Brian Dale Webber – Senior Airman, United States Air Force

Airports, Supermarkets, and Life
by Steven D. Webber May 1995

“PULL OVER!” Brian yelled as the patrol car pulled up alongside a man driving an ATV (All Terrain Vehicle). But the man ignored Brian. So while both vehicles were moving, “Brian reached out the patrol car window and lifted the guy right off his ATV!” This was typical of the many stories that friends told as Sheriff’s deputies, fellow Airmen, family and friends gathered to remember my “little,” 6’4″ brother and to say their final good-bye.

On 29 April 1995, Airman Brian Dale Webber and another Airman were helping a doctor at the Maxwell Air Force Base move when another car impacted them from the rear at about 105 m.p.h. Both vehicles spun across the road. Brian’s truck skidded along a bridge railing, flipped over it, and landed on the rail bed 35 feet below. Both Airmen died quickly. Brian had just turned 29 two weeks earlier.


One deputy with whom Brian had worked called him “the most bullet-proof guy” he knew as he tried to grasp his death.

Others described him as a big, loyal Teddy Bear who was always ready to help. One doctor wrote:

“Your son was one of the most kind and decent men I have ever known. Physically he was a giant of a man, but his soul was that of a child – a simple, good, honest person without any malice in his heart… I truly mean this – at first I couldn’t believe it. I thought perhaps there has to be some reason – personal gain perhaps – but no. He would never ever publicize the good he did – he did it just to do it. As an example- one of our doctors was sent to Cuba for 3 months, away from his family on remote assignment. Brian was the only one (much to my shame) who even wrote to him – and sent him a big box of chocolates to help him through the bad times. Brian didn’t tell anyone. The doctor did when he got back.”

Another friend commented that, “His kindness and gentleness was overwhelming and he touched the life of every person he met.”

After his Air Force supervisor had sorted through and inventoried all of his belongings, she commented that she was pleasantly surprised not to find any “secrets,” save perhaps his collection of tobacco pipes.

The stories and comments of his numerous friends affirmed that Brian had invested his life wisely before Father called him to come serve in His Heaven. But we will miss him.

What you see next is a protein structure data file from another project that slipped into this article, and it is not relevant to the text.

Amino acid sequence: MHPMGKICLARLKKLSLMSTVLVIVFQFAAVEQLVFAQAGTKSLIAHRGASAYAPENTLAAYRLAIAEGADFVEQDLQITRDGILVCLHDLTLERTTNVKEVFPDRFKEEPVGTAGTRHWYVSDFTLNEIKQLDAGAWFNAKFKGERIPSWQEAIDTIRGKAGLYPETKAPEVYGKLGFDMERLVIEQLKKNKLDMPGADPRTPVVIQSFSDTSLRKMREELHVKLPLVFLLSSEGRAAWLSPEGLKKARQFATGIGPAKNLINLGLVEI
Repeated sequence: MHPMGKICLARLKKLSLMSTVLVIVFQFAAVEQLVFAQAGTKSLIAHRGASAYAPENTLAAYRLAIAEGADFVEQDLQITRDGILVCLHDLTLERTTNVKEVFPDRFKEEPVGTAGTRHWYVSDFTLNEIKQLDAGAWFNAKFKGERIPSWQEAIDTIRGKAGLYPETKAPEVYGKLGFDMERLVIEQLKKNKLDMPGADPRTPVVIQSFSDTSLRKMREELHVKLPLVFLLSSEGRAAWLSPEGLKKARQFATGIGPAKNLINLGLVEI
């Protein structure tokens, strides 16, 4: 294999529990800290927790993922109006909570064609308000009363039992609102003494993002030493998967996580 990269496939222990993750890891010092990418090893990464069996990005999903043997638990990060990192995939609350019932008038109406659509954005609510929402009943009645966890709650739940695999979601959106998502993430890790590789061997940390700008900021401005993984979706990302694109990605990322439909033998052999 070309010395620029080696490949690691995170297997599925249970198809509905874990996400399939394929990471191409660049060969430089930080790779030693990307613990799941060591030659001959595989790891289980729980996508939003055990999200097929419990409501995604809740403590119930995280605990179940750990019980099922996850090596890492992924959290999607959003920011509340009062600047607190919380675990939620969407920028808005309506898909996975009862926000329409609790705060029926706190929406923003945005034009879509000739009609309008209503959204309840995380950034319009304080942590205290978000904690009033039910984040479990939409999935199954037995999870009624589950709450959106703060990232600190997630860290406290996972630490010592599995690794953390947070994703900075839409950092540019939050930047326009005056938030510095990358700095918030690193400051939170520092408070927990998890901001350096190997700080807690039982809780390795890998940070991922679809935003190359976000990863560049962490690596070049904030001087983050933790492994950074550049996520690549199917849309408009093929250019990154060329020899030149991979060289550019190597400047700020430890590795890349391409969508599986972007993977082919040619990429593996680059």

As I sat in the airport, I noticed people rushing here and there, apparently oblivious to those around them unless they happened to be in their way as they dashed from one flight to the next. They were consumed by where they were going in life, oblivious to their fellow travelers.

As I stood in the supermarket line, I noticed tired people anxious just to get this chore of shopping done and to move onto their next chore or event. Mandatory courtesies were extended to others- unless they happened to delay the progress of the check-out line. Then restraint was exercised while curses were quietly muttered and their body language shouted disgust. I did not see others acknowledging those around them as people- more like obstacles.

These three faces- my brother, the traveler, and the shopper – haunted me as I pondered the story Jesus told of the ruler who went on a trip and entrusted large sums of money to 3 men (Matthew 25:14f). The first and second man both doubled the monies with which they had been entrusted (possibly in high risk investments), thus greatly pleasing the ruler. But the third man did not even deposit the money in a secure bank to earn interest- he just buried it. This lack of action infuriated the ruler. The point Jesus was making was very clear- each of us will have to give an accounting of how we have invested- or wasted- the life and resources He has entrusted to us.

How will Father judge you? Like my brother, the traveler, or the shopper? Will He be pleased with how you have invested your life?

Senior Airman Webber was laid to rest with military honors in Section 60, Grave 3430, Arlington National Cemetery.


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